Guthrie's next big pitch off field?

Last year, right-hander Jeremy Guthrie hoped to find a regular spot in the Orioles' rotation and prove he could be a consistent major leaguer after not living up to bonus-baby expectations in Cleveland.

He did that.


This season, he was handed the role of Orioles ace after Erik Bedard was traded to the Seattle Mariners, and he responded by giving his team a chance to win nearly every time he pitched.

Next year, though, could be Guthrie's biggest challenge.


He has taken the next step on the mound, but he might have to put his best foot forward in the clubhouse, too.

"I've thought about that. It's weird because you'd like to be the guy to say something or be something," said Guthrie (10-11, 3.57 ERA). "But at the same time, I've played in the major leagues for 2 1/2 years."

If Guthrie were going to emerge as a clubhouse leader, 2009 - when he is potentially the only incumbent in the rotation - would seem to be the time.

"After three good years in the big leagues, you start believing. The main thing is you have to believe in yourself," Orioles veteran reliever and de facto staff leader Jamie Walker said. "Next year is a big year for Jeremy, being his third full season. Just because he doesn't have the age doesn't mean he can't be that guy."

Guthrie has contemplated seizing a leadership role. Then again, Guthrie considers just about everything.

A Stanford-educated sociology major, he is one of the most cerebral pitchers in the league. Or, as Walker puts it, "Guthrie is a real smart cat."

And so Guthrie has analyzed his situation. He'll be 30 in April, which makes him one of the club's oldest pitchers. But because he went to college and spent two years fulfilling a Mormon mission, he didn't begin his pro career until he was 24.

"I don't want to overstep my boundaries. Because we have guys still here, especially like a Walker and those guys, with plenty more time than me," Guthrie said. "I don't want to do anything that is looked at as, 'Oh, this guy thinks he is going to be like the leader.' "


He was conscious of that this season. So, for the most part, he kept his thoughts and opinions to himself. But he said he was in the shower this month contemplating the year when he wondered whether he had done enough to help the Orioles off the mound.

"I was thinking about what maybe I could have done better as a teammate," Guthrie said. "Not necessarily as a leader, but as a teammate, as a counterpart or a friend to the pitchers. What could I have done as guys struggled? ... Something subtle, maybe more pats on the back, maybe more listening when someone wanted to speak."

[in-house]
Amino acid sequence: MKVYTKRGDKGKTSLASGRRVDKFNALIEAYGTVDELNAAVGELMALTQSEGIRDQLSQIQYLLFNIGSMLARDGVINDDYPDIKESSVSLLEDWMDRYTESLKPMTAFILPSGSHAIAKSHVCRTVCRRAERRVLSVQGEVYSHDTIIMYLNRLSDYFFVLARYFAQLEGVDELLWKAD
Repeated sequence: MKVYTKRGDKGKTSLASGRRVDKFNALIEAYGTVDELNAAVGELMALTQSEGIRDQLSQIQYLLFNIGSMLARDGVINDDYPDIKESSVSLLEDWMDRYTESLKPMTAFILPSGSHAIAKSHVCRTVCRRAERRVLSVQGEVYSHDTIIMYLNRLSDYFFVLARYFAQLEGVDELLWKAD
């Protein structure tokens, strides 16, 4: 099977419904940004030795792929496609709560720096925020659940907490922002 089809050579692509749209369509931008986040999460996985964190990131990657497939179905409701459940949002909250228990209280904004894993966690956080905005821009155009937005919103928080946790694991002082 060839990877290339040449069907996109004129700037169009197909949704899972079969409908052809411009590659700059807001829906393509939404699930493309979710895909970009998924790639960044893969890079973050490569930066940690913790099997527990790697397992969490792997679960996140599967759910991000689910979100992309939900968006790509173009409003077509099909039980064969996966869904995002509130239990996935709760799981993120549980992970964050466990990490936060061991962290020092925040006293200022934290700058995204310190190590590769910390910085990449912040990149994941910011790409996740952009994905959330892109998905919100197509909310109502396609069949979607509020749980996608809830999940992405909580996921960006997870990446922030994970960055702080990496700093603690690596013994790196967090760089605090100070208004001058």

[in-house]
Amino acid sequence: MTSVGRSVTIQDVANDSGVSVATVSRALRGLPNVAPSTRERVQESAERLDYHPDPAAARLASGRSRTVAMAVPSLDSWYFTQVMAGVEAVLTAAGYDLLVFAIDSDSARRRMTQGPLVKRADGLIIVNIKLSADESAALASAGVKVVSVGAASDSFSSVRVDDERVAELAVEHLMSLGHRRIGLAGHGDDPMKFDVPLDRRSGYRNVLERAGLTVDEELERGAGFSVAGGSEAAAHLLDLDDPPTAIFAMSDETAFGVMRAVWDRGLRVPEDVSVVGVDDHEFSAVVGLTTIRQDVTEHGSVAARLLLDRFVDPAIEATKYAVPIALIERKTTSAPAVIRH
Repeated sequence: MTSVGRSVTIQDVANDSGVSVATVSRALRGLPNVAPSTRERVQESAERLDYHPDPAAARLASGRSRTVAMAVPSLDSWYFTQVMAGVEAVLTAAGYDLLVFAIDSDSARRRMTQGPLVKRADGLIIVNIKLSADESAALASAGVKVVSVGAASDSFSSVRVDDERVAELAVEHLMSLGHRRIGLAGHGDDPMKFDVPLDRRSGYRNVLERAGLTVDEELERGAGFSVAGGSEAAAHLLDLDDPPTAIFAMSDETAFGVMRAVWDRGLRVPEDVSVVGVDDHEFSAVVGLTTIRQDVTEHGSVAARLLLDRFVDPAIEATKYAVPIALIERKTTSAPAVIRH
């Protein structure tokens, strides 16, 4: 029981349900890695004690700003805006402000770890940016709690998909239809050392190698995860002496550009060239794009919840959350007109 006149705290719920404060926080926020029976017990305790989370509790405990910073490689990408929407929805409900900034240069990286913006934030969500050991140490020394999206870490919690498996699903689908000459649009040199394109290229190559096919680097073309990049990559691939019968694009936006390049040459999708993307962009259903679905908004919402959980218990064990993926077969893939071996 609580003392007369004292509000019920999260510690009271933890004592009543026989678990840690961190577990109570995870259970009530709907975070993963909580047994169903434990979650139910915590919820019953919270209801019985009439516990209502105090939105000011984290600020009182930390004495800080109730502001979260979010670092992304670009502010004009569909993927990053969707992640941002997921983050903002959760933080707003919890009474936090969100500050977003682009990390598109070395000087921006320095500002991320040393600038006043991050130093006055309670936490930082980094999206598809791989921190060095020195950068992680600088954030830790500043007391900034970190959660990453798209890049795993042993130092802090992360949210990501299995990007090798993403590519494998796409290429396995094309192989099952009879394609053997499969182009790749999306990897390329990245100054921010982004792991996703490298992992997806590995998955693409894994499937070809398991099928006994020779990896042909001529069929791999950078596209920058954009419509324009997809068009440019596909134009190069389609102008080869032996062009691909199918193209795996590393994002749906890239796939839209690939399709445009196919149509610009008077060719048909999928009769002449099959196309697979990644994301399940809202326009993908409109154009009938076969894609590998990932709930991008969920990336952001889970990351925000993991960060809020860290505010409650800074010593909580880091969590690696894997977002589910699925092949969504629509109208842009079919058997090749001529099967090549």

It's a role he's not sure he's comfortable with.

"I think there are some people that are very natural leaders and it just comes out," he said. "I don't necessarily see myself as a natural leader. I think it would be something I would need to work on."

Orioles pitching coach Rick Kranitz would love to see him try.

"It doesn't matter how old you are or how much time you have," Kranitz said. "If he realizes or sees what a young pitcher is going through, then absolutely I would look forward to him being that guy."


Catcher Guillermo Quiroz remembers watching a young, quiet and determined Roy Halladay become the unquestioned captain of Toronto's staff when they were together in the Blue Jays' organization. Guthrie, he says, has the same potential.

"He can do it, and he has the attitude for it. He's a quiet guy, doesn't talk much. And he has the stuff to do it," Quiroz said. "With Doc [Halladay], his ability takes over on the field, and that's why he is what he is. And I think Jeremy will be able to do that, just because of the stuff he has."

Guthrie's personality is misleading. He seems quiet and unassuming, but he has an acerbic wit, an understated confidence and a world of opinions.

"He is very outspoken, I will say that," Walker said. "He's not afraid to speak his mind, which is really good."

He also has earned respect for his work ethic, determination and loyalty. That ratcheted up this week when it was announced he would pitch Sunday's season finale despite missing a month because of illness and shoulder fatigue.

There's no discernible reason for Guthrie to start again in this lost season, but he wouldn't let himself be shut down. He acknowledges that part of the reason he lobbied to pitch is because he felt he "left the team short-handed" during his absence.


It's the second consecutive season in which he has battled back from late-season injury to pitch at the end of September. And others have noticed.

"When you sign up here, you sign up for all 162 [games], and when things are going bad, you're still there for all 162," Orioles manager Dave Trembley said. "And that's what Guthrie is, and I think that's what we're looking for.

"To me, leadership is what you do, not what you say."